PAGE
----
If you loved Warm Bodies (the book and/or Nicholas Hoult movie), you won’t be able to stop yourself from devouring Isaac Marion’s sequel, The Burning World.
About ‘The Burning World’
Being alive is hard. Being human is harder. But since his recent recovery from death, R is making progress. He’s learning how to read, how to speak, maybe even how to love, and the city’s undead population is showing signs of life. R can almost imagine a future with Julie, this girl who restarted his heart — building a new world from the ashes of the old one.
And then helicopters appear on the horizon. Someone is coming to restore order. To silence all this noise. To return things to the way they were, the good old days of stability and control and the strong eating the weak. The plague is ancient and ambitious, and the Dead were never its only weapon.
How do you fight an enemy that’s in everyone? Can the world ever really change? With their home overrun by madmen, R, Julie, and their ragged group of refugees plunge into the otherworldly wastelands of America in search of answers. But there are some answers R doesn’t want to find. A past life, an old shadow, crawling up from the basement.
‘The Burning World’ review
Warm Bodies didn’t necessarily end with a cliff-hanger or a “happily ever after,” but there was always a sort of implication that R and co.’s story went on. That all of the people (zombie or otherwise) we had been following around and getting to know for 250-ish pages had more obstacles to face in the future but that, for the moment, they’d be alright. A sequel was never something that was truly necessary.
But then Isaac Marion published The New Hunger, a prequel novella to Warm Bodies that gave us glimpses into the lives of our favorite characters in the early days of the plague. It was at that point where I realized that I not only wanted a Warm Bodies sequel, but that I needed one. I needed to know how the characters’ pasts would affect their futures. How they would all mesh and live together after the danger of the plague started to abate.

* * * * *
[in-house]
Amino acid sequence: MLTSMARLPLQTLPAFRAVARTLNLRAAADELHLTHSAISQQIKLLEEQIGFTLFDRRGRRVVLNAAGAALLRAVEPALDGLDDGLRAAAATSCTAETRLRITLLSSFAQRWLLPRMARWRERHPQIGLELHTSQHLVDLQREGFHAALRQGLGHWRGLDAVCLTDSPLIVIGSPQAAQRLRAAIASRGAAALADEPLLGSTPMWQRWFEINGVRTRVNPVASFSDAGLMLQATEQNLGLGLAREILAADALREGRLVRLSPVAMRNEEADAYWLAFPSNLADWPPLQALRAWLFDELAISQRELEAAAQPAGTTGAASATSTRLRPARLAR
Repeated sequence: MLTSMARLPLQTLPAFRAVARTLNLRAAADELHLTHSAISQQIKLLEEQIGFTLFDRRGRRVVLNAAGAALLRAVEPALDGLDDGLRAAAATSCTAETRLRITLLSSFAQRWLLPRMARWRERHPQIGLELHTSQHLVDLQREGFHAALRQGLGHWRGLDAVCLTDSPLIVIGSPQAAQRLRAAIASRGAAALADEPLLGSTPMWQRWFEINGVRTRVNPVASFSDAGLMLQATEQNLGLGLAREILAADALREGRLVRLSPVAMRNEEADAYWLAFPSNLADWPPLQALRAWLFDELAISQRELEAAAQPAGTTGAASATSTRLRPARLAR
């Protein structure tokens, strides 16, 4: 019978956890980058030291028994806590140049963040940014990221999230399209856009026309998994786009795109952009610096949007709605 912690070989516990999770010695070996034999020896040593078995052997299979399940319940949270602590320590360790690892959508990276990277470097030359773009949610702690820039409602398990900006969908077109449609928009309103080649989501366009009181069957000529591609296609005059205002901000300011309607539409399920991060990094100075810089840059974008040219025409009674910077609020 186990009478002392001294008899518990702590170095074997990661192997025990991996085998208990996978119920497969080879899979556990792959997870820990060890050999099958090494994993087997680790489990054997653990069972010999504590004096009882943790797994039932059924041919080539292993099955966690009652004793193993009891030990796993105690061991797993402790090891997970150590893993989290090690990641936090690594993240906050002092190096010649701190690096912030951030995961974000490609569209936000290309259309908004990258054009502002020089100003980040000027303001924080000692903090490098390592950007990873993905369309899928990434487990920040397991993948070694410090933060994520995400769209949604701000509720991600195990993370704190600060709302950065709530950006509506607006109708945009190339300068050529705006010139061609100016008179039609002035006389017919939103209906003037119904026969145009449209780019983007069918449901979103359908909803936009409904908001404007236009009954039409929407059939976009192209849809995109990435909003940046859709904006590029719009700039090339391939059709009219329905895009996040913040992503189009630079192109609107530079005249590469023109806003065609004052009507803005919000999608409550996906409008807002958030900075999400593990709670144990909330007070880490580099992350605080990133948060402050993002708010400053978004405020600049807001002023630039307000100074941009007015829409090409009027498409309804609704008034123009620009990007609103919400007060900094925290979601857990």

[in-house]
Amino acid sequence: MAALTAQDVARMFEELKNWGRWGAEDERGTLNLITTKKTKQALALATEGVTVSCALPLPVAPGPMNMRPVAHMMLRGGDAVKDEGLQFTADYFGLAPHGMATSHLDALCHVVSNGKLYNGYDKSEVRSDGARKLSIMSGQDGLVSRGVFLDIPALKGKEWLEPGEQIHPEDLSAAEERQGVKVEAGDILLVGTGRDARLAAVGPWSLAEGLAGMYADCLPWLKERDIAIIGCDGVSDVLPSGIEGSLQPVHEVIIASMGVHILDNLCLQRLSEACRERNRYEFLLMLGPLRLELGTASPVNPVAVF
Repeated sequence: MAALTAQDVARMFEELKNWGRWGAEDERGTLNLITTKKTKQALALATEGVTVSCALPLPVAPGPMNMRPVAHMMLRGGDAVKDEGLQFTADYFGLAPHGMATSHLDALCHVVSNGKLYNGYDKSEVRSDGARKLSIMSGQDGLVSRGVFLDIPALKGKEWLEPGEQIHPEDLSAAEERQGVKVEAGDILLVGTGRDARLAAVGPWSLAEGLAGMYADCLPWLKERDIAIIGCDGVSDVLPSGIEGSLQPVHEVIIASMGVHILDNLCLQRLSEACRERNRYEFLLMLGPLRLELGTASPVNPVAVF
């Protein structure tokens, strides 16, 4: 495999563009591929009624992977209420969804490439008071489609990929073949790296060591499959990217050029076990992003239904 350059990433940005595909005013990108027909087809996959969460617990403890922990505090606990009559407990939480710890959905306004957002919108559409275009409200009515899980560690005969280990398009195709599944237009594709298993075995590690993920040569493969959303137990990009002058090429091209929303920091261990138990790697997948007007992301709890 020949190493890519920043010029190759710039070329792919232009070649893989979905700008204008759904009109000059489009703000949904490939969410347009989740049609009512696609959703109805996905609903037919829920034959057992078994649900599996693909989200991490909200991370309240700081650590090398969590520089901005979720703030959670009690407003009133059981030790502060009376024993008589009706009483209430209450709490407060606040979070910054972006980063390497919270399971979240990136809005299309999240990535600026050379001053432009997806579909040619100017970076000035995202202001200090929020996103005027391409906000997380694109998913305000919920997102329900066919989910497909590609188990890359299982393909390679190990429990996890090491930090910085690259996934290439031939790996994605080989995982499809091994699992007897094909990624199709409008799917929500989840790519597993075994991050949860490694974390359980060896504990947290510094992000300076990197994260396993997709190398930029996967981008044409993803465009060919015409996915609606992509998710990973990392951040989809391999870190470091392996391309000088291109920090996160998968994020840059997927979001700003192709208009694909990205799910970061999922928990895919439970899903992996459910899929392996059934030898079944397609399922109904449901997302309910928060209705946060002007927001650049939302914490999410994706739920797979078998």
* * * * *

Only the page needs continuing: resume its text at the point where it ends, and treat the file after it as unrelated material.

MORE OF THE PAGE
The Burning World is both the sequel I wanted and the sequel I needed.
With the character-building Marion does in A New Hunger (which is a must-read before you dig into The Burning World, by the way), The Burning World is free to start exploring the implications of those pasts without needing to spend time over-explaining them again.
And boy, do all the characters’ pasts really come into play. For a sizable portion of Warm Bodies, R kept repeating how he didn’t care about his past and that he’s choosing the life and identity he’s living now that he’s met Julie. In the context of that novel, that was okay. But once The Burning World begins, it becomes obvious that that can’t happen. That for R to try to ignore his past is not only ridiculous but also dangerous.
In The Burning World, each character’s past (not just R’s) affects and even threatens the present. Julie, Nora, M, R, and even a few already deceased characters’ pasts rise from the ashes of the plague to stir up trouble and introduce new hardships. The experience of The Burning World is sort of like going back to Warm Bodies and The New Hunger and seeing different cracks and important details that you never knew to look for. It’s fascinating.
Another fascinating (while also eerie) aspect of The Burning World is the way in which it connects with current events in the real world. It’s frighteningly timely and relevant. There are a few passages sprinkled throughout the book that hit incredibly hard because they could be used to describe the world at this very moment. Though Marion finished this novel a few years ago (before the world became what it is now), these similarities to the real world make the atmosphere of the fictional world that much more compelling and the story more intense.
In terms of plot, The Burning World is very much a sort of adventure/”on the road” story that expertly weaves the personal character struggles with a much broader view and exploration of the plagued world. So while the characters are traveling from one coast to another and discussing the broader implications of the plague on the world (and not just the United States), their pasts stop them in their tracks at every turn. It’s almost like the characters are taking a “greatest hits” roadtrip of important places and people of their past.
Speaking of characters, all of the still living main characters (and a few important supporting characters) from Warm Bodies return in The Burning World. Not only do they return but all of the characters gets a good amount of attention, not just Julie an R. In addition to the characters we already know and love, Isaac Marion introduces quite a few new and interesting characters that really expand the world and add nuance. These new characters fit seamlessly into the story and into the pre-existing relationships from the moment they’re introduced.
Isaac Marion’s The Burning World is more than worth the years-long wait. It’s equal parts heartwarming, thrilling, and mysterious. Fans of Warm Bodies (the book or the movie) won’t be able to put down this installment. Beautifully written and expertly crafted, The Burning World is Isaac Marion’s best work yet. I, for one, can’t wait for the final installment, The Living.
The Burning World, the sequel to Warm Bodies by Isaac Marion, is available now from Amazon, Barnes and Noble, and your local independent bookstore. Also, don’t forget to add it to your Goodreads “to read” list!